The case for growing companion crops with forage maize

Establishing a companion crop with forage maize could be the answer to the crop’s negative environmental effects, which are coming under increasing scrutiny from green groups.

The maize area has increased significantly across the UK in recent years and cropping has intensified in traditional maize-growing regions, largely driven by the anaerobic digestion (AD) sector.

This has led to concerns about its effects on soils, with the open and late-harvested crop leaving land prone to soil erosion, nutrient leaching, rutting and compaction.

These are environmental concerns that need addressing according to Reaseheath College’s farm manager Mark Roue, who grows about 69ha of the crop. He thinks companion crops could be the answer.

See also: How to select the best cover crop species for your farm

“It is already being done in Europe and there will be a lot more companion cropping here in the future to reduce erosion and nutrient losses – it might even become compulsory for environmental reasons,” he adds.

Hard sell

Companion cropping with maize can provide environmental benefits, plus grazing in a mixed situation and better trafficability for harvesting, muck or digestate application. It also ensures ground is in good condition for the following crop.

Companion crops can also fulfil ecological focus area (EFA) requirements if two or more species are established. Despite all these positives, however, it may still be a hard sell for some.

Advice has always been to keep the crop free of any weeds to avoid competition – something maize is particularly sensitive to in early development – and establishing plants in between rows seems counter-intuitive to maximising yield.

To ease any reservations, Reaseheath College, agronomy and distribution group Agrovista and machinery manufacturer Pottinger have teamed up to carry out a UK-first trial looking into companion cropping with maize.

Established in May this year, it aims to uncover the best mixes, weed control strategies and also show how the latest drill technology can simplify establishment.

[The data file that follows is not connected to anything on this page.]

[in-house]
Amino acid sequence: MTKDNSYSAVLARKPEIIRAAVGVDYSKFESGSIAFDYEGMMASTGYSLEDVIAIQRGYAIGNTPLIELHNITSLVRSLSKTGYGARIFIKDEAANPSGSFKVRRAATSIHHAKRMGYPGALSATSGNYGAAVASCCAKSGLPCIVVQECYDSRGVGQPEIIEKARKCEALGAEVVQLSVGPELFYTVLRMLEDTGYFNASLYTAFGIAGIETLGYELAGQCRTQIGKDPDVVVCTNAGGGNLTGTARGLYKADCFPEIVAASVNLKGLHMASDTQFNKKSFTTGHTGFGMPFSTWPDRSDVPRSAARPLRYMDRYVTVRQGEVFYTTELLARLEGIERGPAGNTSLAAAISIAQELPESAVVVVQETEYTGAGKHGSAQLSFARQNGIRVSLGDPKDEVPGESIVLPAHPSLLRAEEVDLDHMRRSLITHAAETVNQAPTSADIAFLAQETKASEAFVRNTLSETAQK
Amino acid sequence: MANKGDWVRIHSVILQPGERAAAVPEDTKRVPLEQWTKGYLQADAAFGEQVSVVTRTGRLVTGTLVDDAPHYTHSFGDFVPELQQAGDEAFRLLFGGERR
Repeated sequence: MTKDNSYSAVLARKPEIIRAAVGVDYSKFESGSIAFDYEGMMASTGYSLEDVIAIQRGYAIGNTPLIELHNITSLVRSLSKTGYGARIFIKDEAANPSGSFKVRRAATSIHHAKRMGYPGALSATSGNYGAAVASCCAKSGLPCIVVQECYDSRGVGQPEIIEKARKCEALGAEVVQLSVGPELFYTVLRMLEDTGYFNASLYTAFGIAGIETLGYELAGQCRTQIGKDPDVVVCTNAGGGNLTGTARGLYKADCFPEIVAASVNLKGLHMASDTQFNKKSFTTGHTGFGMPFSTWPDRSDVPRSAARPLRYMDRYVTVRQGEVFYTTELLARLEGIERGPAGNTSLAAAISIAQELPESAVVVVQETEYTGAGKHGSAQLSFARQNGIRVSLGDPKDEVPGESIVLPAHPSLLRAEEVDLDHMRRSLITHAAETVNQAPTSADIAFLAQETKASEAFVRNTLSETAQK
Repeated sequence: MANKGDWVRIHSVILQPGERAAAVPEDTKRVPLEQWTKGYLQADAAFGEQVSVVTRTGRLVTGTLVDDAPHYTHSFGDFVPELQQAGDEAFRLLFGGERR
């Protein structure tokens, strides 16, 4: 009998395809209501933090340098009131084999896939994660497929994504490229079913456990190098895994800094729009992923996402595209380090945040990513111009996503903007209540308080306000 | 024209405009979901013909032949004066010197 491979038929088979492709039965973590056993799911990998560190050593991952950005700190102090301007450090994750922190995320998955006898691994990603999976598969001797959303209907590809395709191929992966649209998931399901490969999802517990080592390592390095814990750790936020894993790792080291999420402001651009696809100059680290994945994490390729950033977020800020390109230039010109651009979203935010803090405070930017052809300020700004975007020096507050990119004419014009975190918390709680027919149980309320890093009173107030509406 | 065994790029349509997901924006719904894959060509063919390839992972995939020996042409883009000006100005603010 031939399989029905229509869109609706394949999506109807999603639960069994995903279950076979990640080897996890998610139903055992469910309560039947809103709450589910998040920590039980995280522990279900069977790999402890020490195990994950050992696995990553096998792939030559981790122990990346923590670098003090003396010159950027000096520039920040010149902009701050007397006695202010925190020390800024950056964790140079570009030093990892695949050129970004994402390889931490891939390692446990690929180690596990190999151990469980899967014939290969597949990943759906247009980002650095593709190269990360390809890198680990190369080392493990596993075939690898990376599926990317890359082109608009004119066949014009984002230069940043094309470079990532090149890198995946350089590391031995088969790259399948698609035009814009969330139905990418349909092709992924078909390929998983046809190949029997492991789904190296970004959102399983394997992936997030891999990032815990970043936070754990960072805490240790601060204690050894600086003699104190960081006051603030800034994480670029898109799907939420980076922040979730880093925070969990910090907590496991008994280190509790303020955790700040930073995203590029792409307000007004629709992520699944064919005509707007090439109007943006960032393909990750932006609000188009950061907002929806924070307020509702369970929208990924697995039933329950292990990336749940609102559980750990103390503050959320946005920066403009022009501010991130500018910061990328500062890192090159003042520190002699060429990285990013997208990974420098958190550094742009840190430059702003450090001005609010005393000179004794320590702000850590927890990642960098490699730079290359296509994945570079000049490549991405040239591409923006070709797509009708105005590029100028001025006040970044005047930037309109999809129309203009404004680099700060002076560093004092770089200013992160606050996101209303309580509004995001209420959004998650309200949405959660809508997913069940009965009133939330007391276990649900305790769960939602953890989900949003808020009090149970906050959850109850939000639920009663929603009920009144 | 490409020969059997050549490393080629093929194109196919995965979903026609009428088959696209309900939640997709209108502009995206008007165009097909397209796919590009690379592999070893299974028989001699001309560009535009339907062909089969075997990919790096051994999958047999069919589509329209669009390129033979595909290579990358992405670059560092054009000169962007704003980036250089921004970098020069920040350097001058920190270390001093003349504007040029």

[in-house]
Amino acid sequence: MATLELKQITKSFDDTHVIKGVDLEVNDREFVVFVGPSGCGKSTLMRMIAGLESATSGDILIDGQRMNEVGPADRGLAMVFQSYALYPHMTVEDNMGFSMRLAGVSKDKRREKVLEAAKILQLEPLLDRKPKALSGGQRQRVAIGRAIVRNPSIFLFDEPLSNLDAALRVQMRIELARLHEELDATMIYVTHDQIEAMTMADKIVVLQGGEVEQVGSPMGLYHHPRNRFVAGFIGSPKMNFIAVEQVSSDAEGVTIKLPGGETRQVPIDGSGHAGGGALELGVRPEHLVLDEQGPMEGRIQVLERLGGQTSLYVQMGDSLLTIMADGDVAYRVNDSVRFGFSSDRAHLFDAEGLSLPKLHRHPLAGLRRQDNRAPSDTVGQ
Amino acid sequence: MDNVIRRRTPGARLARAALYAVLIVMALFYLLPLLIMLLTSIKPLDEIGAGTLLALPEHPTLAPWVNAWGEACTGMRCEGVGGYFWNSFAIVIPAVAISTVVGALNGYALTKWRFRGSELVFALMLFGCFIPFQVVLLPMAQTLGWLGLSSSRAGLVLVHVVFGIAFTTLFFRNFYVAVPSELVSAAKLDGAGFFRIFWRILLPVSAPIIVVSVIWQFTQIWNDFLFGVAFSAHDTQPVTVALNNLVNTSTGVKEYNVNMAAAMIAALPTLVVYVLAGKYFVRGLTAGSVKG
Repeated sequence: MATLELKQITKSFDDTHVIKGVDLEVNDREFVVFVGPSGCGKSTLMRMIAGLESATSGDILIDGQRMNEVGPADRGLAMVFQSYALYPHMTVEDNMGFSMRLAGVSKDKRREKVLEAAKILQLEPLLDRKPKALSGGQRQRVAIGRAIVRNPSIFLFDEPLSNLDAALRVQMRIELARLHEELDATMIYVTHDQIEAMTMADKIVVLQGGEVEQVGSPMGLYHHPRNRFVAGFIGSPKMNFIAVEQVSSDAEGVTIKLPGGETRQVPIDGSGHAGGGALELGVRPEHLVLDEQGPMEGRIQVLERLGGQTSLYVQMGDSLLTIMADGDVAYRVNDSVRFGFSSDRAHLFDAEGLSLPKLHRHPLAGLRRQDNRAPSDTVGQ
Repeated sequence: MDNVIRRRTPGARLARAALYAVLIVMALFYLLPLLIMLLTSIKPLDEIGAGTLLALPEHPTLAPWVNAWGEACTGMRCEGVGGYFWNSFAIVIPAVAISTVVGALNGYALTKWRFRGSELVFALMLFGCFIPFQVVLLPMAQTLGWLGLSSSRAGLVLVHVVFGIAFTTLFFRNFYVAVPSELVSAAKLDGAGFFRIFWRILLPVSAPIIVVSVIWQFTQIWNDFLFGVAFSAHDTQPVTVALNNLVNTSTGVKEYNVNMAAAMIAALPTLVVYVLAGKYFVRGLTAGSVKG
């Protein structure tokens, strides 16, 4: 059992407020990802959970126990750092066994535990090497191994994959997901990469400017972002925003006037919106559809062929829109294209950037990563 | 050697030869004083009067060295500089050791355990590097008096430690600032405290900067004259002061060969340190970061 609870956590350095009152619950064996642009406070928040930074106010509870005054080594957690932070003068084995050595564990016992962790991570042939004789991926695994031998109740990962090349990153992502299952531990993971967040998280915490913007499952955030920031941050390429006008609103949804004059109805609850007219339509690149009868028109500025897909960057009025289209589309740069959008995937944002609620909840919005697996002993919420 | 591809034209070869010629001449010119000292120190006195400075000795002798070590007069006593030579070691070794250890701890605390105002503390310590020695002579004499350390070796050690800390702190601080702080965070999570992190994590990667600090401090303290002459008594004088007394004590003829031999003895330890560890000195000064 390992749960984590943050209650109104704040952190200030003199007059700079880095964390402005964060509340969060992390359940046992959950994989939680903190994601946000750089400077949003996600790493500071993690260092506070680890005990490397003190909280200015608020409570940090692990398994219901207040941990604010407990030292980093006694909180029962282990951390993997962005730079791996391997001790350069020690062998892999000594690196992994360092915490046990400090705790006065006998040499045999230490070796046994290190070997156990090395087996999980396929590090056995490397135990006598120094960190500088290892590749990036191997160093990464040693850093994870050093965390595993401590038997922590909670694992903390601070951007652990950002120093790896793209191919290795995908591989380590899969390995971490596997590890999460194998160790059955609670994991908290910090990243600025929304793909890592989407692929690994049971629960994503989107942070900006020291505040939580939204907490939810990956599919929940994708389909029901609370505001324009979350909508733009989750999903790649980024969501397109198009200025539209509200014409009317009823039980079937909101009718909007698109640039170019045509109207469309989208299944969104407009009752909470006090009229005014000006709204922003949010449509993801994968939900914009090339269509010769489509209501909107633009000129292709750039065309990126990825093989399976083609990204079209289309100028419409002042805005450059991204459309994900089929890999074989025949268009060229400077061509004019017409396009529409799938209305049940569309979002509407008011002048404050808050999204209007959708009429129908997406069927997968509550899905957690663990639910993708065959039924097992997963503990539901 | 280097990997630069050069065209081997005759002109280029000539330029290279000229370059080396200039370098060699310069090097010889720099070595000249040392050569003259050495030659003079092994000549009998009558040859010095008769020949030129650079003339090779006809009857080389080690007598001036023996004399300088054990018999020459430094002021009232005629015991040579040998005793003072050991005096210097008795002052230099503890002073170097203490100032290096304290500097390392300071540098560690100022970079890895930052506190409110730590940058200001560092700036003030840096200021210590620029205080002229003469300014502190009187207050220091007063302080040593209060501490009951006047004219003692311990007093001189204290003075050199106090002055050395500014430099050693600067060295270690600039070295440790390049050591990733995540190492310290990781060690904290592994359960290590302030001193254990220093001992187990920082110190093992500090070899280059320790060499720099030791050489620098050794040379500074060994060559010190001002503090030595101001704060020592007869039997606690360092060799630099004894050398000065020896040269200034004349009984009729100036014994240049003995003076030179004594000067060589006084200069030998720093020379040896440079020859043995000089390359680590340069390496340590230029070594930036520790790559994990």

Five of 12 plots were established with a Pottinger Aerosem drill – a one-machine solution that can conventionally drill cereals, but also precision plant maize at 75cm while simultaneously undersowing the companion crop in three 15cm rows.

The remaining seven were drilled and companion crops oversown with a modified Aitchison direct drill at the six- to seven-leaf stage, 10 days after a post-emergence contact herbicide spray of Callisto (mesotrione). No pre-emergence herbicide was used across the trial.

Companion crop mixes

Drilled plots

  • Creeping red fescue
  • Aberniche
  • Aberniche + clover + vetch
  • Tall fescue kora
  • Prorubka

Drilled at six-to-seven-leaf stage

  • Creeping red fescue
  • Tall fescue kora
  • Perennial ryegrass + pea + clover + vetch
  • Aberniche
  • Perennial ryegrass Foxtrot
  • Prorubka

The companion crop mixes used can be seen in the box right and included various grass species and legumes such as peas, clover and vetch.

Crucial vigour

John Ball, agronomist with Agrovista, says Pioneer variety P7326 was selected for early vigour and is crucial to get the maize away from its companion quickly, while the 15cm gap the Aerosem provides is also essential to minimise yield drag.

Plots that were oversown were subject to physical damage at drilling and the 15cm gap was lost in places, as RTK guidance wasn’t used, he adds.

“We have also seen some useful competition with weeds and the mixes seem to have reduced the burden,” explains Mr Ball.

Clover and vetches look to have been more difficult to establish at drilling with the Aerosem, growing away in ruder health when oversown 10 days after any herbicide application.

When considering grass species, Mr Ball says DLF’s Provukba was very aggressive and could affect yield and quality at harvest and should be avoided, while the tall and creeping fescues didn’t provide enough bulk.

“Germinal’s AberNiche at 14kg/ha looked the best for weed competition and would have good nutritional value for grazing,” he explains.

John Ball

John Ball


With an increasing number of growers planting maize in the eastern counties where blackgrass is a problem, many will ask whether companion crops could suppress any spring-germinating grassweeds.

Agrovista technical adviser Antony Wade says without running trials looking into the issue specifically, it is difficult to speculate on how it might be able to help.

“I certainly don’t think using companion crops will exacerbate the situation and you would hope that with the competitiveness of the other grasses, it wouldn’t be much of a problem,” he adds.

The trial will be taken to yield in the autumn and will also look into herbicide programmes next year and how the available pre- and post-emergence herbicides can maximise weed control.